M.L. Buchman started the first of, what is now over 50 novels and as many short stories, while flying from South Korea to ride his bicycle across the Australian Outback. Part of a solo around the world trip that ultimately launched his writing career.

All three of his military romantic suspense series—The Night Stalkers, Firehawks, and Delta Force—have had a title named “Top 10 Romance of the Year” by the American Library Association’s Booklist. NPR and Barnes & Noble have named other titles “Top 5 Romance of the Year.” In 2016 he was a finalist for Romance Writers of America prestigious RITA award. He also writes: contemporary romance, thrillers, and fantasy.

Past lives include: years as a project manager, rebuilding and single-handing a fifty-foot sailboat, both flying and jumping out of airplanes, and he has designed and built two houses. He is now making his living as a full-time writer on the Oregon Coast with his beloved wife and is constantly amazed at what you can do with a degree in Geophysics. You may keep up with his writing and receive a free starter e-library by subscribing to his newsletter at: www.mlbuchman.com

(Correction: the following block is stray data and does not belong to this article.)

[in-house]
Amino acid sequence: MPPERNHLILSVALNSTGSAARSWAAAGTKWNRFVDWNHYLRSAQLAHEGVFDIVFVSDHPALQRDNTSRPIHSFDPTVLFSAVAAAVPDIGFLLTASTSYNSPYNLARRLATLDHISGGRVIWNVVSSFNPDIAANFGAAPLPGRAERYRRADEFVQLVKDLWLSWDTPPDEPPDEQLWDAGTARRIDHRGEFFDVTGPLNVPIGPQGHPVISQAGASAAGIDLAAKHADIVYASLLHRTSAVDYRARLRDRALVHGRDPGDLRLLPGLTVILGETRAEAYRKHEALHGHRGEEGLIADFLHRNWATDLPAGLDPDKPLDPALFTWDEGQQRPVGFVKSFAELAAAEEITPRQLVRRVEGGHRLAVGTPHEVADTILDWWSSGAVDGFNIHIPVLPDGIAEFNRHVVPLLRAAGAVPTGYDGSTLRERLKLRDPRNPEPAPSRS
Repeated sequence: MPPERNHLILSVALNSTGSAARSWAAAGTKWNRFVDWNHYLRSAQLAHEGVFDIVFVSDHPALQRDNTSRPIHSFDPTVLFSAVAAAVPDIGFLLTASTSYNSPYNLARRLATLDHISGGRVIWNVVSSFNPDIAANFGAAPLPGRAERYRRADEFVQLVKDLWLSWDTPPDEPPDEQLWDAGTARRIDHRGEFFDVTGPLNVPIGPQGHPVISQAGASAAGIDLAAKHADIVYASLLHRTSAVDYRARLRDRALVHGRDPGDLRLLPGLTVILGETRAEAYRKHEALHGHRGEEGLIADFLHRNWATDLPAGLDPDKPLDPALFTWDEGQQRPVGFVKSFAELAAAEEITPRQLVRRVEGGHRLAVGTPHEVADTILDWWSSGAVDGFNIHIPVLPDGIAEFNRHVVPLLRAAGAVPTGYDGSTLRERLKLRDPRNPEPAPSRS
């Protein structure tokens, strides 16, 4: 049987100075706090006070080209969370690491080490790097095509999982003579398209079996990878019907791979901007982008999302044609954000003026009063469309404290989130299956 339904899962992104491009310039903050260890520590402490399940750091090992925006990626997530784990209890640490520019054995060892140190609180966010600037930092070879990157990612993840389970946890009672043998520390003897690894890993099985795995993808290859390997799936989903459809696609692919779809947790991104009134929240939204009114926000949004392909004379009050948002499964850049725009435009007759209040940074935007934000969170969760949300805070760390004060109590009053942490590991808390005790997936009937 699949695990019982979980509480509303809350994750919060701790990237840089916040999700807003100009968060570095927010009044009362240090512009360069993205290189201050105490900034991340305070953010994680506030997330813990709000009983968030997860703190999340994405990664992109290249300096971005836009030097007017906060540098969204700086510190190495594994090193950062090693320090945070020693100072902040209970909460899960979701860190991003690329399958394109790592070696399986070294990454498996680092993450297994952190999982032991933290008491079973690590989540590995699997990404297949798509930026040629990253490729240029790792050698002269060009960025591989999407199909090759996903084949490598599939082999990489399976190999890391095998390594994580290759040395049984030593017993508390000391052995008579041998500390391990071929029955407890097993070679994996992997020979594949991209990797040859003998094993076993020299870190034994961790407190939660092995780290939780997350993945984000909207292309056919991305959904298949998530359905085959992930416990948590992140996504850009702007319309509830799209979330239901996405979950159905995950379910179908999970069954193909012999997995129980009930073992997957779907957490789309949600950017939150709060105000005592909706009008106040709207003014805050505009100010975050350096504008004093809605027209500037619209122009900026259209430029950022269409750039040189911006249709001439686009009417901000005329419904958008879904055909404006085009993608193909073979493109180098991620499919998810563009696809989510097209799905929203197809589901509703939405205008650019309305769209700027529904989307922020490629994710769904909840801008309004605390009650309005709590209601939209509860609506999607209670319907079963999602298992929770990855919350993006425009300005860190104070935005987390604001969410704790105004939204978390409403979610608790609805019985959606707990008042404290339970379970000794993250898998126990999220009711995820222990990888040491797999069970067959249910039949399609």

5 comments:

Sarah Raplee said...

Interesting post, Matt!

I've read romances since I was a teen (I read lots of other stuff, too.) The great stories have always been there, long before writing explicit sex scenes became the norm.

As always, thanks for sharing your insight into this ever-evolving business!

Judith Ashley said...

Matt, Thanks for keeping us posted on this shift/change/niche? I'm intrigued in the concept of sweet versus what I normally write and will keep it in mind as I start the first sequel to my Sacred Women's Circle series.

Maggie Lynch said...

As always, Matt, you are great at testing new marketing ideas. I had to laugh when you shared the story about the woman curating the sexiness for her grandmother only to learn she wanted it.

You are undertaking a lot of work (70 hours per book) to rewrite for sweet. As you write a lot faster than I do, it may pay off for you. For me, I need those 70 hours to write new books because I seem to be perenially behind.

When I began writing romance I was constantly concerned about what I thought my mother would think. I quickly learned that having nine children was not accidental at all. :) Out of my fans, I've had only one person tell me she couldn't read anymore because of the sex. I told her I would give her a refund, but also suggested she try doing what some fans have told me they do. That is to skip the sex scene and keep reading. She did that and finished the book and bought all the rest.